An airstrike in Syria on Christmas Eve killed a senior Islamic State fighter directly linked to the deadly attack on Paris in November, the Pentagon announced Tuesday.
Charaffe al Mouadan was targeted and killed Dec. 24 in Syria, said Army Col. Steve Warren, the military's top spokesman in Baghdad. He had a direct link to Abdelhamid Abaaoud, the ringleader of the Paris cell of Islamic State fighters who killed 130 people in Paris Nov. 13.
Mouadan was actively planning more attacks against the west, Warren said.
Warren announced that 10 top leaders from the Islamic State, also known as ISIL, have been killed by airstrikes since Dec. 7, including fighters who intended to strike targets in Europe and the United States.
Warren declined to say what type of aircraft was used to kill Mouadan. He did say that many of the ISIL fighters had been struck by missiles from drones.
"As long as ISIL external attack planners are operating, the U.S. military will hunt them and kill them," Warren said.
Another ISIL fighter with ties to the Paris attacks, Abdel Kader Hakim, was killed near Mosul, Iraq, on Dec. 26, Warren said. Hakim was part an ISIL group that helped launch attacks against western targets. A forgery specialist, Hakim's death deprives ISIL of a fighter with many connections in Europe, Warren said.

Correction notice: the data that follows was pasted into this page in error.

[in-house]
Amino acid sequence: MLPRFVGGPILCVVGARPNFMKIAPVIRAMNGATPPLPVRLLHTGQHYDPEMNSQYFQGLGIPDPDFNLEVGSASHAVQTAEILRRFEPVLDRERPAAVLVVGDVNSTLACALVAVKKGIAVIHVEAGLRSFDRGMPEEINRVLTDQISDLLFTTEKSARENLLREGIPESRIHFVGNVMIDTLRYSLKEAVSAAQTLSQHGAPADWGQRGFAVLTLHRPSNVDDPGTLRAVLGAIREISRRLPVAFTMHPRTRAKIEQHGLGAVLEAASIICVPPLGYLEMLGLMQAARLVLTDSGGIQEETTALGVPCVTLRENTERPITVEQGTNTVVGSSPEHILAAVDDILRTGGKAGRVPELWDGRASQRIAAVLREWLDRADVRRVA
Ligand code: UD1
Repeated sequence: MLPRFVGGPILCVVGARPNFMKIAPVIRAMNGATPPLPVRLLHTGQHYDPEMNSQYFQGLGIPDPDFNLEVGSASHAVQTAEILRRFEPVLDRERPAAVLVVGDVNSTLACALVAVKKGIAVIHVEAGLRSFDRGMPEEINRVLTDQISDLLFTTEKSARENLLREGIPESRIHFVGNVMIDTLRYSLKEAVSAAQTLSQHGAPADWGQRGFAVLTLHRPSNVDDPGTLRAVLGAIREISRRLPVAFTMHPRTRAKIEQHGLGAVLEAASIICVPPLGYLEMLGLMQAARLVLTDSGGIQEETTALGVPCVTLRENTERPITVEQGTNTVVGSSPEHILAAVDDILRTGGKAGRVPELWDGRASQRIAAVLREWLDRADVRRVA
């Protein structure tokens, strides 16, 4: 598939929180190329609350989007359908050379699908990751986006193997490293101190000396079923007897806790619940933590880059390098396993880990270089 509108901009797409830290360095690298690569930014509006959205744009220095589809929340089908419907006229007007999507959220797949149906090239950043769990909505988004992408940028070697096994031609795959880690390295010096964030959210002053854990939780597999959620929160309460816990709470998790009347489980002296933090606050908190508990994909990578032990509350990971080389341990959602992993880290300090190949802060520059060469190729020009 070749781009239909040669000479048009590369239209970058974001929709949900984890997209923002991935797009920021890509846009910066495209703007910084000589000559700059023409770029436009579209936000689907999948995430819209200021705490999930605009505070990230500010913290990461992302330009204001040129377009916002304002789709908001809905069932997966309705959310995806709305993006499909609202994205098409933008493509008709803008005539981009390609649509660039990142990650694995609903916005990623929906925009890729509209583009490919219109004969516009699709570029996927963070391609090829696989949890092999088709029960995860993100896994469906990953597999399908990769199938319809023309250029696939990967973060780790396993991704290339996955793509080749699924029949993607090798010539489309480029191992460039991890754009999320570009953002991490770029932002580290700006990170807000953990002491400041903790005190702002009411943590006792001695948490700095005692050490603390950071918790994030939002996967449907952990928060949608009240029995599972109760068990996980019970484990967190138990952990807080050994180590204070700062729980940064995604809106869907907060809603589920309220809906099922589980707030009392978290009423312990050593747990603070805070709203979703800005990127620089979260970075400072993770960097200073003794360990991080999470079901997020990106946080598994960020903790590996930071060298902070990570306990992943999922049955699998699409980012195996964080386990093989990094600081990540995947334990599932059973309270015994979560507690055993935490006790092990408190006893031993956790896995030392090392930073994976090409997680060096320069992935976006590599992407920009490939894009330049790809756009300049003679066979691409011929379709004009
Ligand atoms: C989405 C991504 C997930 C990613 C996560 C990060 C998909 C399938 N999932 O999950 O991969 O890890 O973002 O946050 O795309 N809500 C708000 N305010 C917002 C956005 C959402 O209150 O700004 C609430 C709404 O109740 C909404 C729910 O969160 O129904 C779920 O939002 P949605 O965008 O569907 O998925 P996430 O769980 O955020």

Among the other ISIL figures killed by airstrikes over the last several weeks was Siful Haque Sujan, a Bangladeshi computer expert educated in the United Kingdom. Sujan helped ISIL hack computer networks, countered surveillance technology aimed at the group and developed weapons. He was killed near Raqqa, Syria, ISIL's self-proclaimed capital.
The targeted killing of top ISIL figures in Raqqa suggests that intelligence gathering by the U.S.-led coalition is growing more robust. Since fall, the coalition has been providing arms and equipment to Syrian Arab fighters north of Raqqa. And in October, Defense Secretary Ash Carter said a team of 50 U.S. special operations troops would be sent to the region to advise those forces.
Warren, on Tuesday, refused to talk about the activity of those special operators.